I did some more searching and reading, and my previous entry here was not really "Comet". Comet is synonymous with slow load or "reverse AJAX", and uses a hidden frame to keep a connection literally open to the server. The browser window (at least in FF 1.5) shows the page as continuously loading.
Since I could not originally figure out how to keep the connection open - this is, AFAIK, impossible using the XMLHttpRequest object - I artificially replicated a listening function. Basically like regular AJAX-style polling, but with the onus of the polling placed on the in-memory user array on the server side. The technique avoids connections to the server by the client at regular intervals, and does not seem to add much work to the web server to poll the queue for each user at 100ms intervals. With high traffic however you could potentially get a lot more connections, and I'm not completely sure how or when the framework will release the thread if the connection times out without some more policing on the server-side polling algorithm.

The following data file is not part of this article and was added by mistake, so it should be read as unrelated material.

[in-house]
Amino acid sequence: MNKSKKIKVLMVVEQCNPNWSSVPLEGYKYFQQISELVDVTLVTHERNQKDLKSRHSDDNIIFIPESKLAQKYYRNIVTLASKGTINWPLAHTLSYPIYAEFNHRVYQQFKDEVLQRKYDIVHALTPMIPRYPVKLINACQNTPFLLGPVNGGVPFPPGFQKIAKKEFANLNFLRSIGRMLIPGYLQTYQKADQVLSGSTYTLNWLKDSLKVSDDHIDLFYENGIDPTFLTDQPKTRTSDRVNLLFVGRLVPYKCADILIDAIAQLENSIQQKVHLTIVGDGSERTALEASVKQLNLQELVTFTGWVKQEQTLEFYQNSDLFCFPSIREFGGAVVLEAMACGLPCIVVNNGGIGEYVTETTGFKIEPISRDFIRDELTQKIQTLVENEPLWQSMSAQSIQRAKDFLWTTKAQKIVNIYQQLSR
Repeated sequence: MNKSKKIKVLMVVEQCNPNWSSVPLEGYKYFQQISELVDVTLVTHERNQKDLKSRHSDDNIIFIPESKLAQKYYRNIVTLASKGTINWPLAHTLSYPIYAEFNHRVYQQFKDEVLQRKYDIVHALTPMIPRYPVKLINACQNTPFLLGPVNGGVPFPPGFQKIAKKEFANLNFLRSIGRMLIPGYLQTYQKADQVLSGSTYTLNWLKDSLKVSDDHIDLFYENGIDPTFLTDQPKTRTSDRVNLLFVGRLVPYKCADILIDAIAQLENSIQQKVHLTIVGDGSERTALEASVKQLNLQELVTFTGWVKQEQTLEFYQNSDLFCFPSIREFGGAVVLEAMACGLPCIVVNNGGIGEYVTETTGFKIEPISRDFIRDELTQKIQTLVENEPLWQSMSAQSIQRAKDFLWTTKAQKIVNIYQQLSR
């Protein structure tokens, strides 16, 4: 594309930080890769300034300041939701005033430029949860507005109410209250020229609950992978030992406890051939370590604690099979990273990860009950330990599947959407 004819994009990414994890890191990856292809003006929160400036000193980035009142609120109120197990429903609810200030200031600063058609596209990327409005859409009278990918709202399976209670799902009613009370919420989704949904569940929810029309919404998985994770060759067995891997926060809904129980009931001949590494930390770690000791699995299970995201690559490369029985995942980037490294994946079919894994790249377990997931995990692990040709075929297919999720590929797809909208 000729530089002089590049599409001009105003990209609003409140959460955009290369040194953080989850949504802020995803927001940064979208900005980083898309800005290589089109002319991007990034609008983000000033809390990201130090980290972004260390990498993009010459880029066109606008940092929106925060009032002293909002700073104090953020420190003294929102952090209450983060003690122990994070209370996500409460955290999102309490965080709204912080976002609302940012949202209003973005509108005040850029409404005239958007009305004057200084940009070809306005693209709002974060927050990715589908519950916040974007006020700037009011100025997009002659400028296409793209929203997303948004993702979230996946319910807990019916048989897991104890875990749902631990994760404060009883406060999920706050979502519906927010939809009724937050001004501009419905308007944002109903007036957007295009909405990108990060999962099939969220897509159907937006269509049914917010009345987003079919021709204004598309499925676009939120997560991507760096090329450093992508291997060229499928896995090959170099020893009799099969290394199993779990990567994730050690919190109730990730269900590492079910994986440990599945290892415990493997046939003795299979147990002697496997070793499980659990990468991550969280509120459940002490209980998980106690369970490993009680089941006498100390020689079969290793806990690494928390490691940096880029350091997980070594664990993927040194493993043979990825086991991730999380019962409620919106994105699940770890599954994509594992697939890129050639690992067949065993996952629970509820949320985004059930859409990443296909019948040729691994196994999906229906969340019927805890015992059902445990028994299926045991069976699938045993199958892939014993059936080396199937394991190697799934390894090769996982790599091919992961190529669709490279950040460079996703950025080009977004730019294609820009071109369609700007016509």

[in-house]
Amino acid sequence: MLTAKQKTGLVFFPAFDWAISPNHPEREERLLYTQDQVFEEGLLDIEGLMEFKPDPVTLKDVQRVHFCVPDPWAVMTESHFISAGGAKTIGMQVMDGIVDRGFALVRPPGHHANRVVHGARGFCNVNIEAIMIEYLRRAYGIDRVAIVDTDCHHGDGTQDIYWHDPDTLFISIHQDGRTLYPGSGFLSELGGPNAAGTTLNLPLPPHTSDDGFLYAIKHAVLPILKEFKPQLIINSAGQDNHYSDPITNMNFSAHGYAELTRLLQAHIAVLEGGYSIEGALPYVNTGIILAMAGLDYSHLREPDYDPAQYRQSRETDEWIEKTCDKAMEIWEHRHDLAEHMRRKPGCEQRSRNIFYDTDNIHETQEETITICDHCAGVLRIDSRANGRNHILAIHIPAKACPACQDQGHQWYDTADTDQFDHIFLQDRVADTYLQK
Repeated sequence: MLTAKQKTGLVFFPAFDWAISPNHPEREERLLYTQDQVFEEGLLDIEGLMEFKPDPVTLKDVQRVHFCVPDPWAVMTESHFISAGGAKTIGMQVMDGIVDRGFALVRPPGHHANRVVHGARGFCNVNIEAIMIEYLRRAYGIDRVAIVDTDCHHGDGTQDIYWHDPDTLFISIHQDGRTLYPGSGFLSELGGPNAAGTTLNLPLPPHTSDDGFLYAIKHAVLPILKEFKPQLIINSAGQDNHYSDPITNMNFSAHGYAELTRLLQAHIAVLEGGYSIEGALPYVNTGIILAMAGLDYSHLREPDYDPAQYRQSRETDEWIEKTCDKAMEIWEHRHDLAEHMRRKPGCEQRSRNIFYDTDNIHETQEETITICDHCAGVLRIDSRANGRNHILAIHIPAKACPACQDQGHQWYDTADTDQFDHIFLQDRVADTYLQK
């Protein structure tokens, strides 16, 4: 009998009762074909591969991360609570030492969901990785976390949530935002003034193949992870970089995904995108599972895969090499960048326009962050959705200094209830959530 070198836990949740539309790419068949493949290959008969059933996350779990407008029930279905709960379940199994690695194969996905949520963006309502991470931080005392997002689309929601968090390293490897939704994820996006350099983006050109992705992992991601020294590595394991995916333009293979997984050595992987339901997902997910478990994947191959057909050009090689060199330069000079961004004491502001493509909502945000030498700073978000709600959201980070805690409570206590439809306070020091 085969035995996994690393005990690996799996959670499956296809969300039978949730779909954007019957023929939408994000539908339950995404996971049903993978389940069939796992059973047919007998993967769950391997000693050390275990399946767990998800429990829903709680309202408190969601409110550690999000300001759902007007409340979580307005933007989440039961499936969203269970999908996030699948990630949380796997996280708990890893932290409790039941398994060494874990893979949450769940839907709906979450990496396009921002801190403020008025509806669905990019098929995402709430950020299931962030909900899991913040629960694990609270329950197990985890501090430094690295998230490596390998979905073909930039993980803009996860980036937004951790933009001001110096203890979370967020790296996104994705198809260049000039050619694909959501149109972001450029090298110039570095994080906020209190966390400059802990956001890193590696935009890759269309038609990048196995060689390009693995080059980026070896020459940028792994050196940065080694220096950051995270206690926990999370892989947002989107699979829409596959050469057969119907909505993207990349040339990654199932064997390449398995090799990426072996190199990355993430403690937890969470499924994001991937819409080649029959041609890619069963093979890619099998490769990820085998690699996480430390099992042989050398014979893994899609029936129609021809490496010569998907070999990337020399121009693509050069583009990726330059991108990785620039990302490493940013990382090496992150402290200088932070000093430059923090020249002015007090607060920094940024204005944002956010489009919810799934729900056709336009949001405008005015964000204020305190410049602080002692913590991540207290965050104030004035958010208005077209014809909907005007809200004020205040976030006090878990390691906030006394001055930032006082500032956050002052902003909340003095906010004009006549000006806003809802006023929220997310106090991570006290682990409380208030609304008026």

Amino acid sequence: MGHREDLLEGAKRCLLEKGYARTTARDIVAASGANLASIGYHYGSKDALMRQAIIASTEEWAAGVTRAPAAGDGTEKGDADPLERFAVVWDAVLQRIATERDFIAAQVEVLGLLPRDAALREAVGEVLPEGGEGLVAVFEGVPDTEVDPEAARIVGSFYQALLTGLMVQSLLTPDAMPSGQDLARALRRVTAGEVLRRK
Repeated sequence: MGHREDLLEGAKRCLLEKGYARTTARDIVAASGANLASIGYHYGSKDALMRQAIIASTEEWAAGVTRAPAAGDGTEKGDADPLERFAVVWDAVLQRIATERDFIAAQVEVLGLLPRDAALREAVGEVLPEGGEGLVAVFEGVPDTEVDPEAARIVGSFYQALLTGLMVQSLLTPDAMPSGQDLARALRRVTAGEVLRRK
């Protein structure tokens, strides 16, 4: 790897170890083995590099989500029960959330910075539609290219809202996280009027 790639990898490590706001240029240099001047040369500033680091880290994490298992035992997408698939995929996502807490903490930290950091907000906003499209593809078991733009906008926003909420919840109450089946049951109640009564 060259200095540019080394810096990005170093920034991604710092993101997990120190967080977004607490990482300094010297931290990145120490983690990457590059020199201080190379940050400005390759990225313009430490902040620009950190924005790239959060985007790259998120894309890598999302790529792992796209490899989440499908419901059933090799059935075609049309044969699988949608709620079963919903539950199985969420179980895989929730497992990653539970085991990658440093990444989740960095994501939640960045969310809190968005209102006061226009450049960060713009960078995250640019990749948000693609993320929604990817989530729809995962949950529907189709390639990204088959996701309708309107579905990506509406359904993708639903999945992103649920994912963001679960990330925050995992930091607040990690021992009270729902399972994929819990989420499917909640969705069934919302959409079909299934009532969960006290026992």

It is pretty responsive in the testing I have done so far, though I have limited resources to really scale the thing up. It is nice to have a more-or-less instant response from the server and not have to poll from the client. I also like the degree of control that the XMLHttpRequest offers. I'll have to play around with the slow load a bit more and see how it compares. Slow load would certainly seem to be more efficient in terms of resources, both on the client and on the server.